Migrants Kids Face New Hardships at Border

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Photo by Fibonacci Blue via Flickr

Migrant children, some of them U.S. citizens, reside in makeshift camps where they sleep on the floor inside tents, with no protection from heat or cold, and do not attend school. Smugglers tell parents or relatives that having a minor makes it easier to enter the United States, forcing children to suffer dangerous conditions on the journey across Mexico, Reuters reports.

A recent census by the local government in the border city of Tijuana found that 40 percent of the 769 people staying at the camp at El Chaparral were minors.

In other immigration news,  The Hill reports that the Immigration and Custom Enforcement’s (ICE) Intensive Supervision Appearance Program (ISAP), a surveillance program launched as an alternative to traditional detention facilities, has increased the number of migrants being monitored from 86,000 at the beginning of 2021 to a record 136,026.

ISAP was launched in 2004 as a way to monitor immigrants in removal proceedings through a mix of home and field office visits, court tracking and electronic surveillance.

Immigrants spend an average of 615.1 days in the program, despite the recent influx in participants and a requirement that ICE review the terms of supervision for individuals every 90 days. The use of GPS tracking ankle monitors has brought particular scrutiny for the detrimental effects it has on the health of migrants.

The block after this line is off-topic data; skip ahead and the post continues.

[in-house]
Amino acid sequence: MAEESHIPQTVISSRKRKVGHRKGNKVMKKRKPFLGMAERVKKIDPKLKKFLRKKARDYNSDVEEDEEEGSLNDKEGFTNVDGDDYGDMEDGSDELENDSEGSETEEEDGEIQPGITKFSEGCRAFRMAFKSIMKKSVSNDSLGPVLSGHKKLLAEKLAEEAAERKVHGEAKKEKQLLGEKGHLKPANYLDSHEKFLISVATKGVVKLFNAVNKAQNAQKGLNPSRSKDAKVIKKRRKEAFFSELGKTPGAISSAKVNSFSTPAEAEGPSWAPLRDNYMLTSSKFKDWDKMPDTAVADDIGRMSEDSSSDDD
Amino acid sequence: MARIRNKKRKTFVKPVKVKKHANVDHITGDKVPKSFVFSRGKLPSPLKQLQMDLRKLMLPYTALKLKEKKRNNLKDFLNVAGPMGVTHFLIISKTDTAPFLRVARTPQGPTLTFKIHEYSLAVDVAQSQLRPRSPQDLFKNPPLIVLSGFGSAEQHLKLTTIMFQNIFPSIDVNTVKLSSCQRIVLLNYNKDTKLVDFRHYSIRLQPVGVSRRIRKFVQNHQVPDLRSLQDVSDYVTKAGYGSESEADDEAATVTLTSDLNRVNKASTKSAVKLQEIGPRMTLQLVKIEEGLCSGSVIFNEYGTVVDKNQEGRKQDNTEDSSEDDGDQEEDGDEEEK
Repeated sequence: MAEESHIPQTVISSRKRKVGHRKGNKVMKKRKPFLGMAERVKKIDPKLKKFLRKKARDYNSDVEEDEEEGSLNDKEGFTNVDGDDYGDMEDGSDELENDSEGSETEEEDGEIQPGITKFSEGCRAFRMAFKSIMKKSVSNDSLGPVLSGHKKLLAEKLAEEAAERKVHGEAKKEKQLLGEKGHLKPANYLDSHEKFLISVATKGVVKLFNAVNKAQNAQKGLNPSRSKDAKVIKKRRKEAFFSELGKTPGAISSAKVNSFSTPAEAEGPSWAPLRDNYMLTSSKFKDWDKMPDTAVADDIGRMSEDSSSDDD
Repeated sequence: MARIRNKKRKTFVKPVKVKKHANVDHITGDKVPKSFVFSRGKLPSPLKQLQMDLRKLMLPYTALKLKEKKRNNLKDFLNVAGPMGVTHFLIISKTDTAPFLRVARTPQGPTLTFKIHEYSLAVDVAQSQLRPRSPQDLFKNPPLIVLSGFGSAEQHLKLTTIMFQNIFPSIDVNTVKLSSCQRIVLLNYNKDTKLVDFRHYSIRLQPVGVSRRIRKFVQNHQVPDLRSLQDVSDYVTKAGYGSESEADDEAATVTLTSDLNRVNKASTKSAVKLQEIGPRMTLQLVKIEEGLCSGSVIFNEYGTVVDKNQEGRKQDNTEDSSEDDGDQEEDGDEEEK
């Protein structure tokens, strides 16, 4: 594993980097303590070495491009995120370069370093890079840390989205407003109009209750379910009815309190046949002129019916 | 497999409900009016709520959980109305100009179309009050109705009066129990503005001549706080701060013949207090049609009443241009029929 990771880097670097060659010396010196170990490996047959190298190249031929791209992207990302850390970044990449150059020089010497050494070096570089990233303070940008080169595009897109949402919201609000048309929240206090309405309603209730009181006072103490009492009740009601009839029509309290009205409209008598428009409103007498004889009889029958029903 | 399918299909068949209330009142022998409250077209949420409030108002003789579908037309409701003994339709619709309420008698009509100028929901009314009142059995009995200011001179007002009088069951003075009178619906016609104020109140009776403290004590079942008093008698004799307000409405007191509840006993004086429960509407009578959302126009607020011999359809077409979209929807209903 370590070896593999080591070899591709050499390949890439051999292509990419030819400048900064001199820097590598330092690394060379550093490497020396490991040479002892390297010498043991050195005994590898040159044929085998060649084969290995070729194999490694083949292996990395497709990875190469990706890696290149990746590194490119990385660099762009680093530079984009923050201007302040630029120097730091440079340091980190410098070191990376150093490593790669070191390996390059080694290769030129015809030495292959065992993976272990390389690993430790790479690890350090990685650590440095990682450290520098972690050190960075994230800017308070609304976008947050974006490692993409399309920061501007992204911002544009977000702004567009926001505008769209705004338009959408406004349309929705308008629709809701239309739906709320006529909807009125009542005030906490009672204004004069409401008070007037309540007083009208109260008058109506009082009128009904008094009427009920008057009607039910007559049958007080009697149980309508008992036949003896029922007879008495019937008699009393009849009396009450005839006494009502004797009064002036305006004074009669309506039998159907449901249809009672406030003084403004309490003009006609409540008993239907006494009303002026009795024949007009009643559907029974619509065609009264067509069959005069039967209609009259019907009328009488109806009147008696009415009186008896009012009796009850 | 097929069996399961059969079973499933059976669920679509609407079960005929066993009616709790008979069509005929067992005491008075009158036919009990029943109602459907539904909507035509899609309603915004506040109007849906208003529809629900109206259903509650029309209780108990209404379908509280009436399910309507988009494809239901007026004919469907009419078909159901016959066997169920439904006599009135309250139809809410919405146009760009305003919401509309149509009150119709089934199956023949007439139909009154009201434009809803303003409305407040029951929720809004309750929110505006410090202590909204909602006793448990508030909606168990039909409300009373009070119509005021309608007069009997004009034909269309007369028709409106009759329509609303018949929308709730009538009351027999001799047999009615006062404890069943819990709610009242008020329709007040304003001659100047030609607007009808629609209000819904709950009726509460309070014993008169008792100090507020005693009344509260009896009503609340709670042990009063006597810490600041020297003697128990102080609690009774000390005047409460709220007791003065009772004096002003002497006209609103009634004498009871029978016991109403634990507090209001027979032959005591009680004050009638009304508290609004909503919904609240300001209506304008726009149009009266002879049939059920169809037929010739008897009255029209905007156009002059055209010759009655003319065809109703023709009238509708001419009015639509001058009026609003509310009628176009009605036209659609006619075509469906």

Meanwhile, NPR reports that a “dedicated docket” of asylum hearings established by the Biden Administration nine months ago in cities such as New York, Boston, San Francisco, Miami and El Paso, Texas has made some headway with families that have just entered the country.

As of mid-September, it was handling nearly 16,000 cases, and more than 100 had received at least an initial decision. Migrants are being sent to the front of the line with the idea that others will be less likely to migrate knowing a backlog of more than 1.4 million cases will no longer buy them a few years in the United States even if they lose.

Critics say it rushes the complex work of building asylum cases, making it nearly impossible for migrants to have a fair shot, especially if they can’t secure an attorney in time.

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